Date: Tue Jan 08 2002 - 13:02:31 MST
PBS tonight (here in LA, see local listings) is showing an Oscar nominated
documentary, Sound and Fury, about the controversy in the deaf community
over cochlear implants for deaf children, which can restore hearing.
It seems almost unbelievable that what is in many ways a cure for deafness
could be controversial. One would think that parents would want the
best for their children. Choosing to keep a child deaf rather than to
let them grow up with hearing ability seems to border on child abuse.
Yet among the deaf community the issue is highly troublesome. The main
issue is that the deaf see themselves as a separate group with a separate
culture, almost like an ethnic or religious group. They have their own
language (ASL) and their own customs, and face common challenges. Deaf
people often marry other deaf people. They are bound tightly together.
But all this is defined by their handicap. Giving a child hearing means
that they will no longer be part of their community. They may learn
ASL but they won't really need it to survive. They won't face the
same challenges and problems. They will not be part of the culture.
For the deaf parents faced with the question of getting their child a
cochlear implant, they face the loss of their child from their culture.
It is possible that this may be a precursor to some of the biological
enhancements which will become possible in future decades. If you are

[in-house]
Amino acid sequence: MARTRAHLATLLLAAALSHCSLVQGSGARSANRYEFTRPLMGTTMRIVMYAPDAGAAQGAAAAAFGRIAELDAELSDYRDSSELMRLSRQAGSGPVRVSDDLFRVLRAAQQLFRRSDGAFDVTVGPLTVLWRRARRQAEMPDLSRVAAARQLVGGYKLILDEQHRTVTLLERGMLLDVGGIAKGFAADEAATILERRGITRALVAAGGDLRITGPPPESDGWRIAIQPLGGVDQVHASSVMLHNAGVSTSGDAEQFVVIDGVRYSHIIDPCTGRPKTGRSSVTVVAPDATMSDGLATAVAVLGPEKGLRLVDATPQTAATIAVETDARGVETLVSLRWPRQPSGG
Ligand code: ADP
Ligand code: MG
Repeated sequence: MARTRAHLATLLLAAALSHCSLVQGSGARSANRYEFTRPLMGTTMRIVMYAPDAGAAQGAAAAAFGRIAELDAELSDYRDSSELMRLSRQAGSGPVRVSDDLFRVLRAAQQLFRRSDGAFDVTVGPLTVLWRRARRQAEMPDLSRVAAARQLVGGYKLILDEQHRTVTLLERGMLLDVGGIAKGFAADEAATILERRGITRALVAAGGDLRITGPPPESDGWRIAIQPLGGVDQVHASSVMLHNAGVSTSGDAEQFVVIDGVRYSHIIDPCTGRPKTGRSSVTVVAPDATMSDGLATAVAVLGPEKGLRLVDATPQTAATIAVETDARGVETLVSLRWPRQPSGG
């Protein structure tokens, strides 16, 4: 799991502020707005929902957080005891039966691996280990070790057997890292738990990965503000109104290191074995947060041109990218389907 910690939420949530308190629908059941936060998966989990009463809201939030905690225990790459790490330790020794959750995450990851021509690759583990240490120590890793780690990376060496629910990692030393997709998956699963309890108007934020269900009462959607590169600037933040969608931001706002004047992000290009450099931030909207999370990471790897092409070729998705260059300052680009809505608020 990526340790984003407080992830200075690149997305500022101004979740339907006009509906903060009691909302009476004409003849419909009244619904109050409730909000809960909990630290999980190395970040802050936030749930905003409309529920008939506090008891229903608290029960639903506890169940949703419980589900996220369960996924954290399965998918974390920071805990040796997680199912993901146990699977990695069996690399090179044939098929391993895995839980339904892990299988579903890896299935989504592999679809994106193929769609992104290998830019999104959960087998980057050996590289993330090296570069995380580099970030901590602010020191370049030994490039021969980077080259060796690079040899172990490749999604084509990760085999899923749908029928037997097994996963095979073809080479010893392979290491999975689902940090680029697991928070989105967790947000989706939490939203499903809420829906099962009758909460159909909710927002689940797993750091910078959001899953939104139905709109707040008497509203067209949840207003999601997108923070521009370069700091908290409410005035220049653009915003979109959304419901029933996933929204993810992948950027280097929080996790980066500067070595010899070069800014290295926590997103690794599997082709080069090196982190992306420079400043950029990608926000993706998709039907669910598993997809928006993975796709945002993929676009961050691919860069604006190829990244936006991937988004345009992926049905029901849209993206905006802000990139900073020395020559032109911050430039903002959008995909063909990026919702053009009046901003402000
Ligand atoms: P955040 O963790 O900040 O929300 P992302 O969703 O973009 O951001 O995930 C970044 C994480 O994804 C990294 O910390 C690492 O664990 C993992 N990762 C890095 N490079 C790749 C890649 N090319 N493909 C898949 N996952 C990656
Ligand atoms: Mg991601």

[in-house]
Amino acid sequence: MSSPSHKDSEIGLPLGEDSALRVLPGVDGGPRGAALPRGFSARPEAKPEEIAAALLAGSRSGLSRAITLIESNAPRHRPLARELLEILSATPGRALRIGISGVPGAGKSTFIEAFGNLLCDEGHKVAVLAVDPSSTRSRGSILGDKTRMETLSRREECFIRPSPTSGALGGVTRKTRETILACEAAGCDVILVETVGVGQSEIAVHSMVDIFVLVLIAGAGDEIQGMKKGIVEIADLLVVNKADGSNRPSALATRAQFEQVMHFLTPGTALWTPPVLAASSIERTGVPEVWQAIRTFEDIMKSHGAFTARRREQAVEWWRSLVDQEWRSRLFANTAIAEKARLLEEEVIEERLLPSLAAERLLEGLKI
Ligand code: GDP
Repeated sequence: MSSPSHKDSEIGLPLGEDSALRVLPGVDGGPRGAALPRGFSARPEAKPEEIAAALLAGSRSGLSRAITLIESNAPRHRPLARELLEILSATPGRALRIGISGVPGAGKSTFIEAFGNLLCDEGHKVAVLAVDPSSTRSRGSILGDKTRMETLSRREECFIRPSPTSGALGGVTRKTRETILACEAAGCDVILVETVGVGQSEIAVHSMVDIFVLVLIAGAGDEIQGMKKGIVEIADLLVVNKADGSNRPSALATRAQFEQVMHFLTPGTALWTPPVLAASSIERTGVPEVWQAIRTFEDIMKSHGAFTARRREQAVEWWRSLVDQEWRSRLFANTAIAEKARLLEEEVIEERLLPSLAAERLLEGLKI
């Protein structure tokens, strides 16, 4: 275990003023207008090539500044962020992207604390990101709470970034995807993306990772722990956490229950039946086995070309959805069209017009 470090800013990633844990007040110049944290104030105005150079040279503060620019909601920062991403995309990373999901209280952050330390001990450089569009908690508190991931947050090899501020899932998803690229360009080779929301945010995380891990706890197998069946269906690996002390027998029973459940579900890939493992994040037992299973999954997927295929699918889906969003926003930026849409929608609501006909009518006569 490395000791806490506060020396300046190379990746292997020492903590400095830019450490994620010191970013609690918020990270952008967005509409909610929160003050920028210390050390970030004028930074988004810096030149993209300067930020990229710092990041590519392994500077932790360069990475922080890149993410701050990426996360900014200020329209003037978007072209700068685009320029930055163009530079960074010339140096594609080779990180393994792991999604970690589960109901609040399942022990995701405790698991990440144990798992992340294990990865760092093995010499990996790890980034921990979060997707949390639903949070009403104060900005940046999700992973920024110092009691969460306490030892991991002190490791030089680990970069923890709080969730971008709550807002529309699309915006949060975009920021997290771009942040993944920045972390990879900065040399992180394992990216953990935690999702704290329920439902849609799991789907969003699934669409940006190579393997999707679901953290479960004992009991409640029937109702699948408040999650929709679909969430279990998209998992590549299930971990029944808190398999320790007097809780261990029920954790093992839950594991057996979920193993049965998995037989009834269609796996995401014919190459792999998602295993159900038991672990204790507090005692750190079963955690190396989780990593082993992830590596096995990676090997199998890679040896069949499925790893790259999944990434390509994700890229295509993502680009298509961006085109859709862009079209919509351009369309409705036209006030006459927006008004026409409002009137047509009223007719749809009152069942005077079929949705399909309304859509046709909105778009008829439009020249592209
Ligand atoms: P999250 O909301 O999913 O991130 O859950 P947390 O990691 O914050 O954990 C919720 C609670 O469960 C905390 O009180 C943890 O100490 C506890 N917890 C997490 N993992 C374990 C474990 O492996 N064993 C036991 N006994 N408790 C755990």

human, would you take steps to make your child transhuman, if it meant
that you would lose the child from your culture? Suppose you could
give him some kind of ESP implant and allow them to join in a communal
consciousness, for example? He might abandon the use of speech, and
begin to act in ways which you could never hope to emulate, sharing
perceptions from other enhanced individuals.
This show, Sound and Fury, focuses on two families, headed by brothers
Peter, who is deaf, and Chris, who is hearing. Peter's wife and children
are deaf; Chris's wife is deaf and his son Peter (named after his uncle)
is also deaf. Now Heather, Peter's 7 year old daugher, wants a cochlear
implant so she can hear, but her father is opposed. Meanwhile Peter's
brother Chris decides to get a cochlear implant for his deaf son.
This tears the two brothers apart. One cousin will be given hearing,
the other will not. Apparently the heart of the show is a heart-rending,
dramatic ten-minute debate among the family about the propriety of giving
or witholding the gift of hearing to the deaf children. In the end,
young Peter is given his implant, and there is a moment of drama as it
is turned on. The implants don't always work, and some children are
upset or disturbed by the new sensation. We get to see as this child,
deaf from birth, hears for the first time.
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